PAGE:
Private enforcers could take on fly tippers, litter bugs and dirty dog owners in Midlothian
An army of private enforcers could be brought in to tackle fly tippers, litter bugs and dog fouling offenders across Midlothian under new plans to ‘get to grips’ with the problems.
Let us know what you think and join the conversation at the bottom of this article.
Midlothian Council is considering bringing in private contractors to target people responsible for blighting town centres and the countryside with rubbish.
Under new proposals private firms could be handed contracts to provide the enforcers, in a scheme similar to the private parking attendants which replaced traffic wardens in local authorities in Scotland.
They new environmental officers would be given performance targets to “incentivise” them to track down and fine offenders.
At a virtual meeting of Midlothian councillors this week, elected members agreed to let officers bring a costed “alternative” approach to tackling litter back for discussion at a later date.
Councillors were told that while local authorities in England and Northern Ireland could hire private enforcement firms this was not the case in Scotland.
However chief officer Derek Oliver said it was possible for “persons to be appointed and authorised on a contractor basis through a private enforcement company.”
He proposed the private wardens as a possibility for tackling future offences saying the council’s own environmental health department was over stretched and an alternative model needed to be considered.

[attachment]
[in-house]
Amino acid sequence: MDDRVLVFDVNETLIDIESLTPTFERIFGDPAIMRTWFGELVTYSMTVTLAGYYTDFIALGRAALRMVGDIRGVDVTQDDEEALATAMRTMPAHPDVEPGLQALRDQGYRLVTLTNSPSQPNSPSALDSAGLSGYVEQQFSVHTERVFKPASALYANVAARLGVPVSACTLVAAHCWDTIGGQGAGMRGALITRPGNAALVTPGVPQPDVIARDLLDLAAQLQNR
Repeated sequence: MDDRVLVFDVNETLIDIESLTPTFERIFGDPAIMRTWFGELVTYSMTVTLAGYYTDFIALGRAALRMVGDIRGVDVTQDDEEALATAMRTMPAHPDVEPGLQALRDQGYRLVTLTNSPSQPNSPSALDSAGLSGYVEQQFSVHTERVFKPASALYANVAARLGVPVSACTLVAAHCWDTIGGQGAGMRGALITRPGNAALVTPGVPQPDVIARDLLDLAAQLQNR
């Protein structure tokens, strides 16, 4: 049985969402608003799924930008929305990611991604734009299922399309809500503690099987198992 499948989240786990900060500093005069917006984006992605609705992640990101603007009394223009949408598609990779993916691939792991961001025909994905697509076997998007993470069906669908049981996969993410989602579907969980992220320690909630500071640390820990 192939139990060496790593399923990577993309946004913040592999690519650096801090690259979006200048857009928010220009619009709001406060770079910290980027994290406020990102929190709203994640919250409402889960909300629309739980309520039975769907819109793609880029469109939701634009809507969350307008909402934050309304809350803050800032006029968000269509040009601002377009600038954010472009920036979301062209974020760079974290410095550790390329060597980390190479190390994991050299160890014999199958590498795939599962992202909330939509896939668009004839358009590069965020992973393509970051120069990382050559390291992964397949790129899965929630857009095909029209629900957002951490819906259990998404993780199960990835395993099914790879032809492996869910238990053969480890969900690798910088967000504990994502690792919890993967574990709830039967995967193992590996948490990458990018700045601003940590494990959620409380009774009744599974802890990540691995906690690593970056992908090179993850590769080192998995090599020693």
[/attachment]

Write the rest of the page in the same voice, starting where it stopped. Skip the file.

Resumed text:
He said: “If they are incentivised to go out and search across our wards for any offences that could help with services and monitoring.”
Councillor Derek Milligan, council leader, said dog fouling was one of the biggest issues raised with him throughout his career in public service.
He said: “Dog fouling, fly-tipping and litter are top of feedback from the public and the failure of this council to tackle it. Successive councils have tried to get to grips with it and have failed.
“We have parking enforcement and this is a very similar way of bringing in the private sector.
“It seems to be successful elsewhere, I would like to see the results from where councils are successful at tackling it themselves or where councils have brought in private sector.”
Fellow councillor Colin Cassidy said during a visit to Belfast he had seen the change in attitudes brought in by dishing out fines to people who littered.
He said: “They changed it by bringing in wardens, I don’t care if they come from the moon, if they are private or whatever, we have got to change and change the mindset.
“These people need to learn a lesson, they are running amok in our town centres and it needs to be stopped.”
Councillors agreed a recommendation to allow officers to "undertake a fully costed options appraisal for the utilisation of contractors to undertake enforcement for environmental offences including fly-tipping, dog fouling, littering; and report to council.”
During the meeting the efforts of local communities in clearing up their own areas during lockdown was praised as more volunteer groups have been formed.
Councillors urged officers to continue to work to encourage local groups who want to take ownership of their public land and it was agreed to establish a Midlothian Neighbourhood & Environmental Improvement Group to work with community champions, groups and representatives moving forward.